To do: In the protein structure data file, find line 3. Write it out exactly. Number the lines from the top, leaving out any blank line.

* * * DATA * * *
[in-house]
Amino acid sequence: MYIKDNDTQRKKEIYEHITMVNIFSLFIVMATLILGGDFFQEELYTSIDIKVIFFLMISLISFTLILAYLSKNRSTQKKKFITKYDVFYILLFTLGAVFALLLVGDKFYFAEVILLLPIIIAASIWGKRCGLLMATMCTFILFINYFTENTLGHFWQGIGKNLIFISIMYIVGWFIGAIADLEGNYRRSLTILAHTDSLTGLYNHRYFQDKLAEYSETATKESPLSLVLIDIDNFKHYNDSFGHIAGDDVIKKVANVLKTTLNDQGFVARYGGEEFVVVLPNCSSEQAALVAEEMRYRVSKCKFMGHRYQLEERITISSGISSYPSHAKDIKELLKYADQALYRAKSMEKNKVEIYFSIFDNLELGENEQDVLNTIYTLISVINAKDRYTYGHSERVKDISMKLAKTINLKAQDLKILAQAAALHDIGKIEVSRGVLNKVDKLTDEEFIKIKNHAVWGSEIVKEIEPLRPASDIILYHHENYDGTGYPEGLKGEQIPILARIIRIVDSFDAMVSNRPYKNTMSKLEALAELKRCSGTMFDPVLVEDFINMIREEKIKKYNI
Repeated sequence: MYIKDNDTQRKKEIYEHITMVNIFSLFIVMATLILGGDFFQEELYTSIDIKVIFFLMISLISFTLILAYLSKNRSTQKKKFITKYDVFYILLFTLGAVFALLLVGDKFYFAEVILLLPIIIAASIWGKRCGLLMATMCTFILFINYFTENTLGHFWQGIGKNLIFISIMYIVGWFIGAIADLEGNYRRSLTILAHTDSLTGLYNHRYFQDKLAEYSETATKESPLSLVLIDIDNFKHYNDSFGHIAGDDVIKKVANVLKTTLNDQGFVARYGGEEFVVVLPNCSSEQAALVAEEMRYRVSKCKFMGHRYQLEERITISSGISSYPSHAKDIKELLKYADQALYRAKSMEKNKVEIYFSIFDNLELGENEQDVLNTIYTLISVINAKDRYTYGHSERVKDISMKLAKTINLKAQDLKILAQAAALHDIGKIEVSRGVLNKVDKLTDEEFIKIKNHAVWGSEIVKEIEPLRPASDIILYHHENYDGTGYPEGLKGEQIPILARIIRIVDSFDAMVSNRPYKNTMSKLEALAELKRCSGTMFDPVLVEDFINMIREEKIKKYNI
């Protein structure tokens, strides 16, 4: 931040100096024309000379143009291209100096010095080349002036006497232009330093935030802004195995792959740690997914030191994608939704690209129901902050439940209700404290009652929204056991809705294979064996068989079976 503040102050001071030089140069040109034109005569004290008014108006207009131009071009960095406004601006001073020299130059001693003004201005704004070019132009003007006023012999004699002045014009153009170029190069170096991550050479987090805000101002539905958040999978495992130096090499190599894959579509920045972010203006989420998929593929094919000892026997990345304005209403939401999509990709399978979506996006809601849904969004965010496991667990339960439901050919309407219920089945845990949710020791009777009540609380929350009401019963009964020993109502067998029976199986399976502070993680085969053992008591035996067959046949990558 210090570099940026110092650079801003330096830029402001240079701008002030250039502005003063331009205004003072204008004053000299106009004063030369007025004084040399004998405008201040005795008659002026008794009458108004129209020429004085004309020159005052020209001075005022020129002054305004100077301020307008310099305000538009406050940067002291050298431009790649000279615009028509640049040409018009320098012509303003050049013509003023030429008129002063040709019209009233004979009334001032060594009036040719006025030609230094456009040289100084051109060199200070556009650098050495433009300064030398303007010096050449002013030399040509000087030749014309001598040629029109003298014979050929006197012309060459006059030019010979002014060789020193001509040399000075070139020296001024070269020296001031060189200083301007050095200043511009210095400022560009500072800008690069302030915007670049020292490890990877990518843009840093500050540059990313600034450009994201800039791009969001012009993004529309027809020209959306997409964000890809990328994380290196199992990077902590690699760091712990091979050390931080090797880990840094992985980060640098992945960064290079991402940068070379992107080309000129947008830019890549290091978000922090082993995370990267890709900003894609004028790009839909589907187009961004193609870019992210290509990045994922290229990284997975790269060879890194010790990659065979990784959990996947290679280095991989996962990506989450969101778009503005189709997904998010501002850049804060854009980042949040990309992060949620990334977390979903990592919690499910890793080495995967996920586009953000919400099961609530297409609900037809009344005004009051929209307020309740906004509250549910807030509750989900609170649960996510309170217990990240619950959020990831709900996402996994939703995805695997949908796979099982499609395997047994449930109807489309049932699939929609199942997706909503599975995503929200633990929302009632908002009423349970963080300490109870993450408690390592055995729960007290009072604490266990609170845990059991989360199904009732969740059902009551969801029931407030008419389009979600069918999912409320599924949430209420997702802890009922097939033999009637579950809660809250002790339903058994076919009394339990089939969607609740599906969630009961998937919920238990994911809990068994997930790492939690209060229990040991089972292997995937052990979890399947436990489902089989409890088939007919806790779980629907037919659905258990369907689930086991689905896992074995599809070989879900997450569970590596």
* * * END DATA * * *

Repeated sequence: MYIKDNDTQRKKEIYEHITMVNIFSLFIVMATLILGGDFFQEELYTSIDIKVIFFLMISLISFTLILAYLSKNRSTQKKKFITKYDVFYILLFTLGAVFALLLVGDKFYFAEVILLLPIIIAASIWGKRCGLLMATMCTFILFINYFTENTLGHFWQGIGKNLIFISIMYIVGWFIGAIADLEGNYRRSLTILAHTDSLTGLYNHRYFQDKLAEYSETATKESPLSLVLIDIDNFKHYNDSFGHIAGDDVIKKVANVLKTTLNDQGFVARYGGEEFVVVLPNCSSEQAALVAEEMRYRVSKCKFMGHRYQLEERITISSGISSYPSHAKDIKELLKYADQALYRAKSMEKNKVEIYFSIFDNLELGENEQDVLNTIYTLISVINAKDRYTYGHSERVKDISMKLAKTINLKAQDLKILAQAAALHDIGKIEVSRGVLNKVDKLTDEEFIKIKNHAVWGSEIVKEIEPLRPASDIILYHHENYDGTGYPEGLKGEQIPILARIIRIVDSFDAMVSNRPYKNTMSKLEALAELKRCSGTMFDPVLVEDFINMIREEKIKKYNI